Stars Jack Lemmon, Shirley MacLaine, Fred MacMurray, Edie Adams.
When it comes to my personal choice for best/favorite Billy Wilder movie, I usually zig-zag among Double Indemnity, Sunset Boulevard, Ace in the Hole and The Apartment — though let it be noted in the name of Joey Bishop that my strongest emotional attachment goes to Kiss Me, Stupid (absolutely and eternally) and Stalag 17 (probably in second place due to how much I loved it as a youngster, particularly in the mail call scenes: “At ease, at ease”). But re-savoring The Apartment in Arrow’s new limited edition and absorbing the bonus backgrounders both new and recycled from a past release, it’s tough to deny the perfection of 1960’s best picture Oscar winner all the way down the line, which in Wilder’s case, always extended to the care he took with, say, the 125th-billed actor.
And though topicality can be a trap when gauging a movie’s effectiveness due to how today’s dominator of news can eventually turn into tomorrow’s LP of Anita Bryant’s Greatest Hits, it’s a real punch to the face (and here, I mean this in a good sense) to see how a once controversial comedy-drama from 58 years ago can be so spot-on about sexual harassment in the work place. This, of course, is an issue not likely to fall prey to topicality limitations, so when we take a fresh jaded look at the comical sleazeball execs who populate the story’s Manhattan-based insurance company — and with its big boss the worst offender of all — there’s simply no way anyone can deny that the movie is more potent than it even was at the time.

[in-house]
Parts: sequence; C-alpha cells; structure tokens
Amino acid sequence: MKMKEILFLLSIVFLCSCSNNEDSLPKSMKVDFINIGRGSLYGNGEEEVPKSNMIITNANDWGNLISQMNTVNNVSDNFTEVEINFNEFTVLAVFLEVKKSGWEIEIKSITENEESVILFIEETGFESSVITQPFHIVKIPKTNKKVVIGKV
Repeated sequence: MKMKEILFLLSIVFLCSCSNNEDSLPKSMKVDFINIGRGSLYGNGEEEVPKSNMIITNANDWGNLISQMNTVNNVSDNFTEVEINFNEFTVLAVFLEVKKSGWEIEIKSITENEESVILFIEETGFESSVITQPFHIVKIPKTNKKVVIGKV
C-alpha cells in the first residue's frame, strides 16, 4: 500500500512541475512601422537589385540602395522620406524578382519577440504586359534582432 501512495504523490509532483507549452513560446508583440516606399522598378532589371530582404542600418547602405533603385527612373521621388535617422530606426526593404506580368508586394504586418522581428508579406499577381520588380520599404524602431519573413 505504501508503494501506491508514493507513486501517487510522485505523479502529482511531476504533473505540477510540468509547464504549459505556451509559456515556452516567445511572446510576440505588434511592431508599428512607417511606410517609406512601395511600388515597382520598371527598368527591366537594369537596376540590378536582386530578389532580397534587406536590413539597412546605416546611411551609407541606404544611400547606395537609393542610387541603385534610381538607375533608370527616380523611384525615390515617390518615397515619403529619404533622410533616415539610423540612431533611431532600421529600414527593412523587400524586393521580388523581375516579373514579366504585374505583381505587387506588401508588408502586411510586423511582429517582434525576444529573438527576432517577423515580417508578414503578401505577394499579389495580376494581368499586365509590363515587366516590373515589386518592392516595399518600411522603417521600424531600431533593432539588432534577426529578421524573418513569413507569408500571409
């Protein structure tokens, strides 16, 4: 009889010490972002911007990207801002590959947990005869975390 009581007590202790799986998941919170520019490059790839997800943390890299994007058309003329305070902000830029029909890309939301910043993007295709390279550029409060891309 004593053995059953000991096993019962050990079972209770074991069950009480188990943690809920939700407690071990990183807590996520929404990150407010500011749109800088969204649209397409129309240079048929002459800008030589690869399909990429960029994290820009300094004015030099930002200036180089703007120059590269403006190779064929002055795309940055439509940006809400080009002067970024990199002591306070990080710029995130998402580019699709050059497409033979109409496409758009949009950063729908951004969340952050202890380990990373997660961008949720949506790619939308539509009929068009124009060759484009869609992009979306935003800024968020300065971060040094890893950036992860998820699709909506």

Interestingly, especially in view of its commercial success with a public that “got it,” the picture got mixed reviews when it opened in the summer (Psycho, The Apartment and Kazan’s Wild River all opened in close proximity; ponder that the next time you deny that movies have gone to hell). Critically speaking, Pauline Kael got tiresomely huffy about it, but in truth — and in retrospect, this probably isn’t very surprising — it was her male colleagues who were predominantly offended by the idea of a career-hungry insurance company exec (Jack Lemmon) advancing up the “Mad Men” ladder by lending his apartment out to superiors for their extra-marital flings. (After, of course, packing his modest digs out with vodka and the right kind of cheese crackers.) Yeah, right: We all know this didn’t happen in the Rat Pack era.